Paddy prices firm up in Bengal on govt buying


Paddy prices in West Bengal have firmed up by nearly 10 per cent this year on the back of a robust procurement by the government and an anticipated surge in demand from Bangladesh. Price of paddy in the open market is currently ruling at around ₹1,600-1,700 a quintal as against ₹1,400-1,450 during the same period last year.

According to Sushil Kumar Choudhury, President, Bengal Rice Mills Association, the State government has already achieved over 22 per cent of its targeted procurement of around 52 lakh tonnes (lt) for this crop season.

The central government has fixed the MSP of paddy (common grade) at ₹1,868 a quintal for the 2020-21 crop year — marginally higher by around ₹53 a quintal.

“The State government has procured close to 11.2 lt of paddy till December 31. The way things are progressing, the procurement is likely to be better than last year. There is also a good demand coming in from Bangladesh and this has helped push up prices,” Choudhury told BusinessLine.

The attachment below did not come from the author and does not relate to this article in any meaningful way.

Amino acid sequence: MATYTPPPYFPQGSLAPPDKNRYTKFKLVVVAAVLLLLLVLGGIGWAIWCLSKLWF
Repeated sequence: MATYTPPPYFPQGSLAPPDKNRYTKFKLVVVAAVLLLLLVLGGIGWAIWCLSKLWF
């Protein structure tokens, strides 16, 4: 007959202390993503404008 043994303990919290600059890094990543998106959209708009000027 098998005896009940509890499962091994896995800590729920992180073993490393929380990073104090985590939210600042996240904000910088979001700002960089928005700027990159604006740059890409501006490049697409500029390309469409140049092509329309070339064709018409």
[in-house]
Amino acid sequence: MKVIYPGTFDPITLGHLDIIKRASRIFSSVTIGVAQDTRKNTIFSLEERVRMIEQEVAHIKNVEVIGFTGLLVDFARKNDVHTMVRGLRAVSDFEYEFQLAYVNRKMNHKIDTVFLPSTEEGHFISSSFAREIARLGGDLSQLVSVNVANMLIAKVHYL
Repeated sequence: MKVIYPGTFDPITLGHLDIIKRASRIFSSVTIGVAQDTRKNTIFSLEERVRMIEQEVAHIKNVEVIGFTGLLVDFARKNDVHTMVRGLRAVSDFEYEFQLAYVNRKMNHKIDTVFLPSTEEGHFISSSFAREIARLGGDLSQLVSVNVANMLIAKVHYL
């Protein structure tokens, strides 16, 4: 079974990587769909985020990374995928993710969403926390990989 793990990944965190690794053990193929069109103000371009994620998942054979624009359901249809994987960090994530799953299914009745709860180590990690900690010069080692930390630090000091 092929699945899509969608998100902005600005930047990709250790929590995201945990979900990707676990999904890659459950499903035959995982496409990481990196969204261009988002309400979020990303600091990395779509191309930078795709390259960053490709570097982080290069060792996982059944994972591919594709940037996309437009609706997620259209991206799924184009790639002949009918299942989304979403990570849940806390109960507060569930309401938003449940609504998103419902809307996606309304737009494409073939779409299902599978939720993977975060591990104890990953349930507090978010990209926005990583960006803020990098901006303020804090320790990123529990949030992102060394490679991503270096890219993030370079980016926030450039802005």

Bangladesh factor

According to industry estimates, Bangladesh is likely to import around 10-20 lt of rice in 2020-21 as local prices there have jumped to a record high on the back of limited supplies. This is likely to push up rice exports from India, particularly from Bengal which offers the grain at competitive rates.

The total export of non-basmati rice to Bangladesh was around 9 lt in 2019-20 estimated at around ₹2,600 crore. Major export happens between September and February. The recent floods in Bangladesh have impacted its production thereby pushing up prices. Bangladesh also recently slashed its customs duty on rice to 25 per cent from 62.5 per cent to augment supplies.

“The importers will have to apply for permission to the Food Ministry to import before January 10. But we expect a good quantity of rice to be exported from Bengal this year,” said Suraj Agarwal, CEO, Tirupati Agri Trade.

Bumper output likely

West Bengal, which produces close to 150-160 lt paddy each year across the three seasons and accounts for nearly 14 per cent of the country’s total production, is likely to witness higher crop this year backed by favourable weather conditions.

The expected rise in production was likely to bring down prices, however, they have remained fairly stable and are rising due to the good demand. “We expect prices to rise in the next fortnight backed by the demand from Bangladesh and the steady procurement by government,” said a rice mill owner.



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